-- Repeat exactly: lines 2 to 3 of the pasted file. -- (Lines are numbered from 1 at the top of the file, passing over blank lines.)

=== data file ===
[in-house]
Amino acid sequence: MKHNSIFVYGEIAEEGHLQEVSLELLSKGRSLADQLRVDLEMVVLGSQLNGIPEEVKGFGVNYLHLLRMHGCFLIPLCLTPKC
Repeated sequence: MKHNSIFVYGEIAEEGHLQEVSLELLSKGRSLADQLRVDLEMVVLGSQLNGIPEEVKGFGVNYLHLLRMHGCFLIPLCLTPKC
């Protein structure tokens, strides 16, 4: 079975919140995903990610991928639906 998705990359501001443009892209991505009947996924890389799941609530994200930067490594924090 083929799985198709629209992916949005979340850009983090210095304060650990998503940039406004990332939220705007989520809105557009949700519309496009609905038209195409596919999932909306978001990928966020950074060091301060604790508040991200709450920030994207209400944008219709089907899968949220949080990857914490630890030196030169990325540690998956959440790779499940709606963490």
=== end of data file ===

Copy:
Amino acid sequence: MKHNSIFVYGEIAEEGHLQEVSLELLSKGRSLADQLRVDLEMVVLGSQLNGIPEEVKGFGVNYLHLLRMHGCFLIPLCLTPKC
Repeated sequence: MKHNSIFVYGEIAEEGHLQEVSLELLSKGRSLADQLRVDLEMVVLGSQLNGIPEEVKGFGVNYLHLLRMHGCFLIPLCLTPKC